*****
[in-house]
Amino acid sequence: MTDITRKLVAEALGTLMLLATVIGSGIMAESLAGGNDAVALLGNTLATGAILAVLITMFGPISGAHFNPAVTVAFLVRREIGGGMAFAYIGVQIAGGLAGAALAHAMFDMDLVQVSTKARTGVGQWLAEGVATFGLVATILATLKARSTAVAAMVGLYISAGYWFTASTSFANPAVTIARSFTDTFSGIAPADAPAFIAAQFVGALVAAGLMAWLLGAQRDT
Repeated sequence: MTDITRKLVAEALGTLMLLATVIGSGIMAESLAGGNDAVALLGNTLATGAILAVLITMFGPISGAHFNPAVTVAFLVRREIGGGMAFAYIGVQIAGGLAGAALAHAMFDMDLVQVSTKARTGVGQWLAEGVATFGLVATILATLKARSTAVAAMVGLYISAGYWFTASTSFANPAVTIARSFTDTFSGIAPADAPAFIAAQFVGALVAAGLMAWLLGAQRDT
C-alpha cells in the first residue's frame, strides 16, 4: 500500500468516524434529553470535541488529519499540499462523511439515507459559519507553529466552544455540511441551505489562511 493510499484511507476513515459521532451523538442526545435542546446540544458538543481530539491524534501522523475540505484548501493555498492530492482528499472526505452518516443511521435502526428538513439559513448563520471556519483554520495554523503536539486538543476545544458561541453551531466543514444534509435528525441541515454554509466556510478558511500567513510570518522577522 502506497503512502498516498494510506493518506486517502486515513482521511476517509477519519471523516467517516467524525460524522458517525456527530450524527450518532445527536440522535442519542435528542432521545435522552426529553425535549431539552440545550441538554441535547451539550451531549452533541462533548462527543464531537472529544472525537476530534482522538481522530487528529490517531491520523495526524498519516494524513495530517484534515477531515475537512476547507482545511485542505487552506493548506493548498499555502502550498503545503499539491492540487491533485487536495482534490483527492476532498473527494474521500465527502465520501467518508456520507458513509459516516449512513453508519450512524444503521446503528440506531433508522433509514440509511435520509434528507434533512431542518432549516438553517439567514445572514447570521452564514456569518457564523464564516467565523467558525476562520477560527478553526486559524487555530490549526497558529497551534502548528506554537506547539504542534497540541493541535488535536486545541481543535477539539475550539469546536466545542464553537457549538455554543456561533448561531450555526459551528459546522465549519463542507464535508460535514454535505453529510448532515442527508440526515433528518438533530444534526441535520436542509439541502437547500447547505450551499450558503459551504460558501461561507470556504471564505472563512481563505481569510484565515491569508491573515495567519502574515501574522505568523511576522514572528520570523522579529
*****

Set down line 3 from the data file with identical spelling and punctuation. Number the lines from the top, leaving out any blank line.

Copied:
Repeated sequence: MTDITRKLVAEALGTLMLLATVIGSGIMAESLAGGNDAVALLGNTLATGAILAVLITMFGPISGAHFNPAVTVAFLVRREIGGGMAFAYIGVQIAGGLAGAALAHAMFDMDLVQVSTKARTGVGQWLAEGVATFGLVATILATLKARSTAVAAMVGLYISAGYWFTASTSFANPAVTIARSFTDTFSGIAPADAPAFIAAQFVGALVAAGLMAWLLGAQRDT